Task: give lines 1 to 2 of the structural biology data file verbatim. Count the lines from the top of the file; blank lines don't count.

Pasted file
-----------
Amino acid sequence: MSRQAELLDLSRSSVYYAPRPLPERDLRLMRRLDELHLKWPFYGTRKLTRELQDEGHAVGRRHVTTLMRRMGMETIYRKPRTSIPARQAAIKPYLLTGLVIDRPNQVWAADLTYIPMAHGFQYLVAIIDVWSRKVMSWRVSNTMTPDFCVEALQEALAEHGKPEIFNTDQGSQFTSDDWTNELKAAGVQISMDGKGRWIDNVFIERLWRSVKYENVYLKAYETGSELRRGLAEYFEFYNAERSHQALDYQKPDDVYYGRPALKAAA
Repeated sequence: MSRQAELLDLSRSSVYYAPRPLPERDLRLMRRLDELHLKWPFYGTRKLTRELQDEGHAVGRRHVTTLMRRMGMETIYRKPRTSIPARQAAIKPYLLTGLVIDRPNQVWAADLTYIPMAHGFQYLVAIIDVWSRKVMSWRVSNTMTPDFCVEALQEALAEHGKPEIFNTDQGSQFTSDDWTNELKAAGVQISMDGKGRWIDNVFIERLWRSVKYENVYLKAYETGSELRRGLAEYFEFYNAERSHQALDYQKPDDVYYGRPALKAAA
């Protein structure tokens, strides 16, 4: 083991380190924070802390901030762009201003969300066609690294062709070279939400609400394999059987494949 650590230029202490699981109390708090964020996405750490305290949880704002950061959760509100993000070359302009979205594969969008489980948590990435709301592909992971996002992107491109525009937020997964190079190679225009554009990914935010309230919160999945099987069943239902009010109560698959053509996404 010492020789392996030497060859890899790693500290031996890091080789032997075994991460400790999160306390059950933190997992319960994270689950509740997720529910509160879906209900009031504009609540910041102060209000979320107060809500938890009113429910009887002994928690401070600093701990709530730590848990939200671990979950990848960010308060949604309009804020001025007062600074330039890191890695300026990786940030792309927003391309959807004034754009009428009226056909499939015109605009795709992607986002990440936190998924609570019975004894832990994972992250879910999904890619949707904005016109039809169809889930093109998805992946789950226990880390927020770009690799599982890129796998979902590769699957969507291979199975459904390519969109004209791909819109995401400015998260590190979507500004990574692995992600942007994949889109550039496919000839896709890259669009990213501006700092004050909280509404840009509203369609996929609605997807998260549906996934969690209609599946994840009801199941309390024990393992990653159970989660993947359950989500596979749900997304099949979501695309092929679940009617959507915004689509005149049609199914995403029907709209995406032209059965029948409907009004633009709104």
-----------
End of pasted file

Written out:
Amino acid sequence: MSRQAELLDLSRSSVYYAPRPLPERDLRLMRRLDELHLKWPFYGTRKLTRELQDEGHAVGRRHVTTLMRRMGMETIYRKPRTSIPARQAAIKPYLLTGLVIDRPNQVWAADLTYIPMAHGFQYLVAIIDVWSRKVMSWRVSNTMTPDFCVEALQEALAEHGKPEIFNTDQGSQFTSDDWTNELKAAGVQISMDGKGRWIDNVFIERLWRSVKYENVYLKAYETGSELRRGLAEYFEFYNAERSHQALDYQKPDDVYYGRPALKAAA
Repeated sequence: MSRQAELLDLSRSSVYYAPRPLPERDLRLMRRLDELHLKWPFYGTRKLTRELQDEGHAVGRRHVTTLMRRMGMETIYRKPRTSIPARQAAIKPYLLTGLVIDRPNQVWAADLTYIPMAHGFQYLVAIIDVWSRKVMSWRVSNTMTPDFCVEALQEALAEHGKPEIFNTDQGSQFTSDDWTNELKAAGVQISMDGKGRWIDNVFIERLWRSVKYENVYLKAYETGSELRRGLAEYFEFYNAERSHQALDYQKPDDVYYGRPALKAAA